The Welsh Ladies’ choir, under Madame Clara Novello Davies (‘Pencerddes Morgannwg’ 1861-1943, mother of Ivor Novello Davies) was formed in 1883 of about 70 of Clara’s pupils from all over Wales.
There are pages on other choirs.
Photograph of the Royal Welsh Ladies’ Choir, published as a postcard by the North Wales Advertising Co., posted in 1910. (Ceredigion Museum 1973.86.12).
‘The Welsh Prize Singers, from Wales’, presumably while on tour in 1894, photographed in Chicago. (Ceredigion Museum, AY1856)
Clara Novello Davies’ father Jacob Davies was conductor of the Cardiff Blue Ribbon Choir which he established in 1880. Clara accompanied the choir on the piano.
The Welsh Ladies Choir, normally under Dame Clara’s direction, performed in Britain and Europe from 1883 until 1939. They became famous when they won a prize at the Chicago World’s Fair in 1893 and were subsequently commanded to perform for Queen Victoria at Osborne House in 1894.
They sang English and Welsh songs and classical music and often wore a version of Welsh costume during part of their performances. Women who wore a version of Welsh ‘National’ Costume at special events tended to come from the middle class. Many of the members of the Welsh Ladies Choir came from the middle class (unlike some Welsh male voice choirs who came from industrial backgrounds). Some of the choir members knitted stockings on stage when not singing and sold them to the members of the audience.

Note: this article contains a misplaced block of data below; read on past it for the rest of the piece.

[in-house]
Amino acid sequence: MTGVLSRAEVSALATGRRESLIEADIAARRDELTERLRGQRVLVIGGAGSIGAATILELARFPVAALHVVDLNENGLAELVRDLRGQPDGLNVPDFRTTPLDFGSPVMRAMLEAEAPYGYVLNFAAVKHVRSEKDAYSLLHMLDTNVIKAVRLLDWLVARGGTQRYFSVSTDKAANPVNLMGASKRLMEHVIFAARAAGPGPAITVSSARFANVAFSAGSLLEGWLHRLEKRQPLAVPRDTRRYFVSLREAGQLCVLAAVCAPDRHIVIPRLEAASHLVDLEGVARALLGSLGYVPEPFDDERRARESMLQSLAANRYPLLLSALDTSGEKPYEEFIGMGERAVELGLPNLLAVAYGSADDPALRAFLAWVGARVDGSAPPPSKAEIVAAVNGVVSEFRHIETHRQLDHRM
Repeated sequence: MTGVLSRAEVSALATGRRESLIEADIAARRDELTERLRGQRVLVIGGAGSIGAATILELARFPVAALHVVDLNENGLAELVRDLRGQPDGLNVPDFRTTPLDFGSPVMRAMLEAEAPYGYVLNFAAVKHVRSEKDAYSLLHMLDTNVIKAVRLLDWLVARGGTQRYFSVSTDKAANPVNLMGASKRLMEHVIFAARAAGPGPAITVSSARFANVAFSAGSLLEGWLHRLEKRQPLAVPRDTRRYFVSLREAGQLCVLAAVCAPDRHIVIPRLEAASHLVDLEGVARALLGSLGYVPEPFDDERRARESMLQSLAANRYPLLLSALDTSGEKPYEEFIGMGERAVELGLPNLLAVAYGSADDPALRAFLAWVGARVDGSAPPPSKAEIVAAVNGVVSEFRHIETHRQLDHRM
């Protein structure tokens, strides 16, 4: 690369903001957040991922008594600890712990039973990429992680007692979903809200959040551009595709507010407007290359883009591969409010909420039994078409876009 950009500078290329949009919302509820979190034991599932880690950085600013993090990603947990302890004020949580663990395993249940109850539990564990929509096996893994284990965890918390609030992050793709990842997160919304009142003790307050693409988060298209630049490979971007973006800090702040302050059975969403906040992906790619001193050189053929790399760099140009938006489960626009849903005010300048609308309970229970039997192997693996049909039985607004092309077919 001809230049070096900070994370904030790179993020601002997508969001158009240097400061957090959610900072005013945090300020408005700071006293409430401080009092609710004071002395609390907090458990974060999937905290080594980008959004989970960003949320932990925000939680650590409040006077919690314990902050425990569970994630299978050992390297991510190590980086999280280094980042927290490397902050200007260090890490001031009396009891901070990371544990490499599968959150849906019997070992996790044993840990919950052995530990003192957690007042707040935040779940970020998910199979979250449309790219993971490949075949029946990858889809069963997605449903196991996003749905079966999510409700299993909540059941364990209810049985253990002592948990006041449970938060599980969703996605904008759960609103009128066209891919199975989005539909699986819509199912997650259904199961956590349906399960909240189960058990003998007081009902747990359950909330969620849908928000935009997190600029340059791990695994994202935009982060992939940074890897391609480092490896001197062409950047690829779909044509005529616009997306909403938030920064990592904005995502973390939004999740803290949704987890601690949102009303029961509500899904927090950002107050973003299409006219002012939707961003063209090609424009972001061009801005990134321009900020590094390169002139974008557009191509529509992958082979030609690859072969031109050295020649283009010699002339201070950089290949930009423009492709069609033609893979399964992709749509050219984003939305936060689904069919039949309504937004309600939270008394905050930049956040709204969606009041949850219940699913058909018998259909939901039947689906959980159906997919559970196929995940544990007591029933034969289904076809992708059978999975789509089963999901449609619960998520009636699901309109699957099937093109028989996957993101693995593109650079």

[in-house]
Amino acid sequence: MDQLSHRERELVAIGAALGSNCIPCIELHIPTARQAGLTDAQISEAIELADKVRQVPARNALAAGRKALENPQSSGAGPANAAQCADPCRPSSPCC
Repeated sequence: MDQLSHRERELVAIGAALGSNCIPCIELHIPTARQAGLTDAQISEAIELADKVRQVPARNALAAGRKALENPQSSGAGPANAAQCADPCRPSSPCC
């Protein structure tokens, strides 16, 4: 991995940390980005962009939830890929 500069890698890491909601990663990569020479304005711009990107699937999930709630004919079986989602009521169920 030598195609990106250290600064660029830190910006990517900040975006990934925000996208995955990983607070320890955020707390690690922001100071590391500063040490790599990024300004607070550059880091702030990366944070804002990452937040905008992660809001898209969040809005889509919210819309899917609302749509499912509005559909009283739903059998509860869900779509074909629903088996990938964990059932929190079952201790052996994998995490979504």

Although many of the choristers were professionals, they sometimes performed for charity, especially during the 1930s when they raised funds for the distressed areas of Wales. Just before the Second World War, Clara set up peace choirs.
- 1883 The Welsh Ladies Choir formed
- 1887 The choir performed in America
- 1890 The Choir performed in London
- 1893 The Choir performed at the World Fair Chicago, and at Brooklyn and Buffalo
- 1894 Welsh Ladies Choir invited to a command performance at Osbourne, Isle of Wight, for Queen Victoria and were granted the right to use ‘Royal’ in their title, and followed this with a tour of Wales and England from February to May.
- 1895 Tour of America
- 1900 The choir performed at the Paris Exposition
- 1901 The Royal Welsh Choir under Madame Clara Novello Davies performed at Bootle on 8th March
- 1924 Novello Davies Artist Choir formed
- 1928 Royal Welsh Ladies Choir performed at Windsor castle
- 1937 Royal Welsh Ladies Choir performed at the Paris Exposition
- 1938 Tour of Scotland
Parts of the stage costumes of Clara Novello Davies’ Royal Welsh Ladies choir have survived. (Welsh National History Museum, St Fagans, F81.93.11; F.71/175/3)
One of the surviving hats worn by Ceredwen Morgan (born 1890) of Cardiff, a member of Clara Novello Davies’ choir was made or sold by Seccombes, a firm in Cardiff. Early 20th century. (Cardiff Story)
Hat, made by Selfridge, London, worn by Iris Novello Jones (Ceredigion Museum, AYHx2)
NEWSPAPER REPORTS (this is a selection of many reports of the choir’s concerts)
Mrs Davies had taken a group of her pupils on a tour of America in 1887. Photographs of the choir were for sale.
Western Mail (Cardiff, Wales), August 24, 1893